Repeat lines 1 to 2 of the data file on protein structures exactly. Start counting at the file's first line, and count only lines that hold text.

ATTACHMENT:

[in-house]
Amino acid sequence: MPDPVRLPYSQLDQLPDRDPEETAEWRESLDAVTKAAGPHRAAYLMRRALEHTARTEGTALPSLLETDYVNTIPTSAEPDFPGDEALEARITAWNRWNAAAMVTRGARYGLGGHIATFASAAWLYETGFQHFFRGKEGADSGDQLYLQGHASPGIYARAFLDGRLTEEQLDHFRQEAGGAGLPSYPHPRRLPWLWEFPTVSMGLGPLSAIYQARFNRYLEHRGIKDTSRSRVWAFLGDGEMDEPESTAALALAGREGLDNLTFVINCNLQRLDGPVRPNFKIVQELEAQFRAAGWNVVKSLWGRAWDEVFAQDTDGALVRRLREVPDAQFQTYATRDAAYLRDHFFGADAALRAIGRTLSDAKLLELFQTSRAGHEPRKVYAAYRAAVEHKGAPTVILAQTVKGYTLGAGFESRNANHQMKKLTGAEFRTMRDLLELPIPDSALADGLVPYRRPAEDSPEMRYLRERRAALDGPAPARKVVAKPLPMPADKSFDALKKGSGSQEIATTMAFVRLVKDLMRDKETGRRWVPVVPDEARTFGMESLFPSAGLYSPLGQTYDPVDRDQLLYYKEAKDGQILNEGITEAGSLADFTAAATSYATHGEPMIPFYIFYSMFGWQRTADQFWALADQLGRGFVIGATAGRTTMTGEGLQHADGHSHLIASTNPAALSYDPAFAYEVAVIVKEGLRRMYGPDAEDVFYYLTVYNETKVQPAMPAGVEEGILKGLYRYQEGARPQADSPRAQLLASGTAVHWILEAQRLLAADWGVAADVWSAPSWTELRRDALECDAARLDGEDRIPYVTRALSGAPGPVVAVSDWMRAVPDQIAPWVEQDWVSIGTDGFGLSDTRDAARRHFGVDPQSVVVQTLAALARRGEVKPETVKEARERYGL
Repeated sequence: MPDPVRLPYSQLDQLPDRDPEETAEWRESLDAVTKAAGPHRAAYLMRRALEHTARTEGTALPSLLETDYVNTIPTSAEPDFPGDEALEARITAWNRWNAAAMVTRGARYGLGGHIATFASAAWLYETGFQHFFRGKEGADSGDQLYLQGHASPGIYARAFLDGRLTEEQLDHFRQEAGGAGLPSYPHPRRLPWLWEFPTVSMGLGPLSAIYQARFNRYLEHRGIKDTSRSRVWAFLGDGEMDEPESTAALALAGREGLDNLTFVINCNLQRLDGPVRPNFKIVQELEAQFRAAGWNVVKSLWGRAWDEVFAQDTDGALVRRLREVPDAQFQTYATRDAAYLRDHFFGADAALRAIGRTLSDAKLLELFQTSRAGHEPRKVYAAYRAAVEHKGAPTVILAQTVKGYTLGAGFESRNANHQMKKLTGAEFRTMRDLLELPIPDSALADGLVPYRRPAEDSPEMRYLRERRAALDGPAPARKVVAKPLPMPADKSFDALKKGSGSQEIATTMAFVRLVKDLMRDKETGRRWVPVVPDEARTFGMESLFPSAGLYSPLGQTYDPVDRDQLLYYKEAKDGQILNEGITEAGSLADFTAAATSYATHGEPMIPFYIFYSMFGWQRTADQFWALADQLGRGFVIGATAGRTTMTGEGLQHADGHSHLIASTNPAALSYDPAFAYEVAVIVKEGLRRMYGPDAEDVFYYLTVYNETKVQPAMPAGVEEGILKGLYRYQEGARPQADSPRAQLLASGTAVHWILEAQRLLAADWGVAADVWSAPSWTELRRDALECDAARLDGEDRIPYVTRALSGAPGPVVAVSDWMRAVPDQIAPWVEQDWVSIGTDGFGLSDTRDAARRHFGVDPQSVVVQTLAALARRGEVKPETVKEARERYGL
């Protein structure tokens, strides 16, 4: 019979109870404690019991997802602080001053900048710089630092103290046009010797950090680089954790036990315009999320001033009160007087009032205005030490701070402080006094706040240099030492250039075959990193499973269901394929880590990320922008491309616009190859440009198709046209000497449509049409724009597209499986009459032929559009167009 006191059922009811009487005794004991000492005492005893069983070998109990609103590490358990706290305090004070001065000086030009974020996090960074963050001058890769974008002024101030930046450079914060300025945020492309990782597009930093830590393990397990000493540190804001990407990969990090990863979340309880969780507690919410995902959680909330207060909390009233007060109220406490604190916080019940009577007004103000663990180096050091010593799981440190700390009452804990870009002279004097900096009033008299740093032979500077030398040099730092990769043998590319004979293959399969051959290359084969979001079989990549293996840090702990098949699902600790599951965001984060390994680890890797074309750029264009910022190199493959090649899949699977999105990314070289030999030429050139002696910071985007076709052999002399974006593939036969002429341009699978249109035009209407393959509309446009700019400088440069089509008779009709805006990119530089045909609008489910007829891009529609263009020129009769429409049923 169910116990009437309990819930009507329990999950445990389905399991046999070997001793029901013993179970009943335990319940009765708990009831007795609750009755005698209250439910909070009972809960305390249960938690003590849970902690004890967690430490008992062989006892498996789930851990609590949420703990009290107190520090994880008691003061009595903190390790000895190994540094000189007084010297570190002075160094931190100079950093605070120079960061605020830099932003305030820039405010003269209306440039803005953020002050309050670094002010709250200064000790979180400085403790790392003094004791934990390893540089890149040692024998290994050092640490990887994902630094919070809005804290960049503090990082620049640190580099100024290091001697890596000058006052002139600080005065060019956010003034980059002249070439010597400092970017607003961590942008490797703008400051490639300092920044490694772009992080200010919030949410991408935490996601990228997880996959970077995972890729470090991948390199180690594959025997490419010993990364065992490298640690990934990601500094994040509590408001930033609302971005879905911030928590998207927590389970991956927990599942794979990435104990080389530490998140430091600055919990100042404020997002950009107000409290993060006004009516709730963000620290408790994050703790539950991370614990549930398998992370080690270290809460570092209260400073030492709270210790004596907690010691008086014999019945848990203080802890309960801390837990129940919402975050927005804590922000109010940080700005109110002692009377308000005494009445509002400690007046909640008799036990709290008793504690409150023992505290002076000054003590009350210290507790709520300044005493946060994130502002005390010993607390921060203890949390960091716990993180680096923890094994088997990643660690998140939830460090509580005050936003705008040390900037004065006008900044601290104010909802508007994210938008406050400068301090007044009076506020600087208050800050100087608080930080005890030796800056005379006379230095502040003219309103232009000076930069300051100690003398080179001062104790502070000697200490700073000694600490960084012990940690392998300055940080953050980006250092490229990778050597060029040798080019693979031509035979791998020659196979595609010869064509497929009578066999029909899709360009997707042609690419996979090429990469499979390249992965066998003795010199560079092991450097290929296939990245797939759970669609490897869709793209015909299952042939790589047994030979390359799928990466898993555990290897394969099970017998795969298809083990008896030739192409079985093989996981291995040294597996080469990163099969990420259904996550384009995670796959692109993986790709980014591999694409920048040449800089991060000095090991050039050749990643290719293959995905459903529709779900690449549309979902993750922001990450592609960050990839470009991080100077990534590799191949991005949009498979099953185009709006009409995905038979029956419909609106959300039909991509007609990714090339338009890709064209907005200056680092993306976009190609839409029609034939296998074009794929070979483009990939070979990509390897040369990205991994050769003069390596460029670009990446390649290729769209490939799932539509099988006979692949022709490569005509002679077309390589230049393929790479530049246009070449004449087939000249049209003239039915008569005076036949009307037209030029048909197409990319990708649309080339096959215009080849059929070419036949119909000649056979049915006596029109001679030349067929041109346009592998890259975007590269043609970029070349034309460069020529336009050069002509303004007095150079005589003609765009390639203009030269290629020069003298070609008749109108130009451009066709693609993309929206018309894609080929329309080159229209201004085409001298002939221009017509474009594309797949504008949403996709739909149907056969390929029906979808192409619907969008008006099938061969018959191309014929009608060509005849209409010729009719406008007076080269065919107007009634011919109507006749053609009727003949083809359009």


[in-house]
Amino acid sequence: MPDPVRLPYSQLDQLPDRDPEETAEWRESLDAVTKAAGPHRAAYLMRRALEHTARTEGTALPSLLETDYVNTIPTSAEPDFPGDEALEARITAWNRWNAAAMVTRGARYGLGGHIATFASAAWLYETGFQHFFRGKEGADSGDQLYLQGHASPGIYARAFLDGRLTEEQLDHFRQEAGGAGLPSYPHPRRLPWLWEFPTVSMGLGPLSAIYQARFNRYLEHRGIKDTSRSRVWAFLGDGEMDEPESTAALALAGREGLDNLTFVINCNLQRLDGPVRPNFKIVQELEAQFRAAGWNVVKSLWGRAWDEVFAQDTDGALVRRLREVPDAQFQTYATRDAAYLRDHFFGADAALRAIGRTLSDAKLLELFQTSRAGHEPRKVYAAYRAAVEHKGAPTVILAQTVKGYTLGAGFESRNANHQMKKLTGAEFRTMRDLLELPIPDSALADGLVPYRRPAEDSPEMRYLRERRAALDGPAPARKVVAKPLPMPADKSFDALKKGSGSQEIATTMAFVRLVKDLMRDKETGRRWVPVVPDEARTFGMESLFPSAGLYSPLGQTYDPVDRDQLLYYKEAKDGQILNEGITEAGSLADFTAAATSYATHGEPMIPFYIFYSMFGWQRTADQFWALADQLGRGFVIGATAGRTTMTGEGLQHADGHSHLIASTNPAALSYDPAFAYEVAVIVKEGLRRMYGPDAEDVFYYLTVYNETKVQPAMPAGVEEGILKGLYRYQEGARPQADSPRAQLLASGTAVHWILEAQRLLAADWGVAADVWSAPSWTELRRDALECDAARLDGEDRIPYVTRALSGAPGPVVAVSDWMRAVPDQIAPWVEQDWVSIGTDGFGLSDTRDAARRHFGVDPQSVVVQTLAALARRGEVKPETVKEARERYGL